Them GOPs an' Democrats, Each Hates the Other One

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It might surprise those who think the word "Diebold" appears only in liberal dictionaries, but there was a time when it was conservative Republicans who passed around books like Votescam and murmured darkly of the dangers of electronic voting. So I got a nostalgic kick yesterday when I read that Maryland's GOP governor, Robert Ehrlich, had cited Diebold's problems as he declared he "no longer [has] confidence in the State Board of Elections' ability to conduct fair and accurate elections in 2006."

How have the local Democrats reacted? Like national Republicans, of course. They say Ehrlich's just upset that he's trailing in the polls and that he hasn't been able to replace the state elections administrator with someone more to his liking. One legislator claimed the governor "wants Florida and Ohio to happen in Maryland." If it weren't for the fact that Ehrlich hasn't lost yet, you can be sure they'd be shouting "sore loser."

Believe it or not: It's possible for some or all that to be true, and for some or all of Ehrlich's stated concerns to be valid, both at the same time!

Elijah Cummings gets the best line in the Baltimore Sun's account:

When Gov. Robert L. Ehrlich Jr. delivered a stunning vote of no confidence in the state's voting system last week, he raised the specter of this fall's election ending in disarray.

To some Democrats, he also began to lay the foundation to challenge the outcome—if he winds up losing.

"That's the first thing I thought about," said Rep. Elijah E. Cummings, a Baltimore Democrat who served with Ehrlich in Congress. "I don't put anything past my good friend."

NEXT: She Thinks My Tractor's Speedy

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  1. I seriously doubt that a “fair and accurate” election for any office higher than hall monitor has ever been held. The Polls may complain about the other teams fraud, but only if an investigation won’t expose they’re own.

  2. How the worm turns…

    Delicious. Simply delicious.

  3. he also began to lay the foundation to challenge the outcome — if he winds up losing.

    Of course, he also laid the foundation for the Dems to challenge the outcome if they wind up losing. You’ve gotta wonder why the Dem hacks don’t, apparently, see this.

  4. Because they’re going to win fair and square.

    Ehrich = toast.

  5. The Dems refuse to require identification at voting booths and have made it so that you can vote in any precinct in Maryland, not just your own. Put those two together and it is a recipe for fraud and disaster. You can’t cash a check without a photo ID, but we can’t require it for voting? There is an easy way to tell which side wants to have crooked elections; whoever objects to a photo ID requirement for voting is the crook.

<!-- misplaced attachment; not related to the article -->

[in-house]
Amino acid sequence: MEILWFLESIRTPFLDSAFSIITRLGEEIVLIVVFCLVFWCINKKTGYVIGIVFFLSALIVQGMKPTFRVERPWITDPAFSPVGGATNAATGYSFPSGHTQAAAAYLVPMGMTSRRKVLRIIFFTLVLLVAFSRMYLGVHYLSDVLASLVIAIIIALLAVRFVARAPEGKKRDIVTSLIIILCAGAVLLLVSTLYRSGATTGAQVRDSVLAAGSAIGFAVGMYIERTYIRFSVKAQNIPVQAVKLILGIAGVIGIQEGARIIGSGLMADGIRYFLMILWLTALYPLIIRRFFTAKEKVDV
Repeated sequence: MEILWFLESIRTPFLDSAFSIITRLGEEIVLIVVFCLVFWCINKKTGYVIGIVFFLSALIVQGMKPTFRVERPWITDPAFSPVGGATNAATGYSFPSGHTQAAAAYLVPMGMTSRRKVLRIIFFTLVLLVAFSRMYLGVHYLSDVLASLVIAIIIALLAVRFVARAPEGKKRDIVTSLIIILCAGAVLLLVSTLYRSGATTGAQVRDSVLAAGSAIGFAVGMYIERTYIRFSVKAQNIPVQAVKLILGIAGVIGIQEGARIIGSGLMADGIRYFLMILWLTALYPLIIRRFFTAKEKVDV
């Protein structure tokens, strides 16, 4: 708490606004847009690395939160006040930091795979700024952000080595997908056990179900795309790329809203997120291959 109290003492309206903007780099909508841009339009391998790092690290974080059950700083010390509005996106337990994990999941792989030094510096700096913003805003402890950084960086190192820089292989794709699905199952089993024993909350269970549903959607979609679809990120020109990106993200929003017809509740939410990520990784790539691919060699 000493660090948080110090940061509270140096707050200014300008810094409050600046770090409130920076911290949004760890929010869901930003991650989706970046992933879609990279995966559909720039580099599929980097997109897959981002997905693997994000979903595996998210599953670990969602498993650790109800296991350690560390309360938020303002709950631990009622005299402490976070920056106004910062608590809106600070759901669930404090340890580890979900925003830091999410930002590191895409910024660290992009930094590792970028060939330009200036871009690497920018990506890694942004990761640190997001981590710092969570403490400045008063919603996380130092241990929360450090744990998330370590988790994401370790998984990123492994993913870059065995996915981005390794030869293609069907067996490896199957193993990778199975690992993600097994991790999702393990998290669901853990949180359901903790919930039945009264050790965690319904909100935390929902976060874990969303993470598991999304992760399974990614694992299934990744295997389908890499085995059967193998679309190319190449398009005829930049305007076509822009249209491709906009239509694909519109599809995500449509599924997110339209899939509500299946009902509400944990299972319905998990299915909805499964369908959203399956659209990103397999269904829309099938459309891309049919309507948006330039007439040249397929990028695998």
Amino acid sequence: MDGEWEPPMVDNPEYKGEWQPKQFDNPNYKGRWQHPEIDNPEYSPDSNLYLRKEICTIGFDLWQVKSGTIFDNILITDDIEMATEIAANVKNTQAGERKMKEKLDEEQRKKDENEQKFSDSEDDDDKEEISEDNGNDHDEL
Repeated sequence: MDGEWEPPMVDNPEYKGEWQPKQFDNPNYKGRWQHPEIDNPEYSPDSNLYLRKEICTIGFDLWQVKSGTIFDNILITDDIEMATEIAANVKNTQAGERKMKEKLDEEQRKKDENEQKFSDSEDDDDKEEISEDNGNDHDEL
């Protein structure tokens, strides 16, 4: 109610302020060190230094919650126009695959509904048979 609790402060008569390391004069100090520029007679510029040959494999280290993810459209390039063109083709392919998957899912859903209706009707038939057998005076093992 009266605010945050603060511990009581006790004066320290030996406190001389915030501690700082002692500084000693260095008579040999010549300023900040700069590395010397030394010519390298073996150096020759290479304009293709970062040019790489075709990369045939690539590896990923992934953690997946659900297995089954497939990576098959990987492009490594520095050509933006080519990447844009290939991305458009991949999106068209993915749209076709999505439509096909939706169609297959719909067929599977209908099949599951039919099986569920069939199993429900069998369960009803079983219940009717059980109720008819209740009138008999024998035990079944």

6. Your papers, please.

  7. I’ve said it before and I’ll say it again: Machine-readable paper ballots are the best system. You have the paper backup, in case the machine count is questioned, and you have the machine count done at the polls in case somebody alleges that paper ballots were tampered with on their way from the polls to the central collection point. (Such tampering has beem alleged from time to time in our history….) Redundancy is a virtue.

    Even better, if you’re worried that the machine might be hacked and that the erroneous machine count might be used to impugn the unaltered paper ballots, count all the ballots right then and there in the precinct, before they are moved to a central location. That way a discrepancy between the machine count and the manual count can’t be attributed to shenanigans during transit. Let anybody who wants to stand over the people doing the counting, including the media and citizens with camcorders.

    None of these methods are perfect, but they are simple and relatively transparent. The only thing I ask, having run a polling place myself, is that the counting not be done by the people who worked there all day. Aside from the possibility of shenanigans done during the day being covered by the people who count, there’s the fact that after 13 hours of dealing with “Hey, man, like, I used to live here, but, like, I moved, and, like, I think I registered at my new place but, like, I don’t know, so, like, can I vote here?” most poll workers simply want a long vacation in a place with no elections. (North Korea is the #1 vacation spot for poll workers! 🙂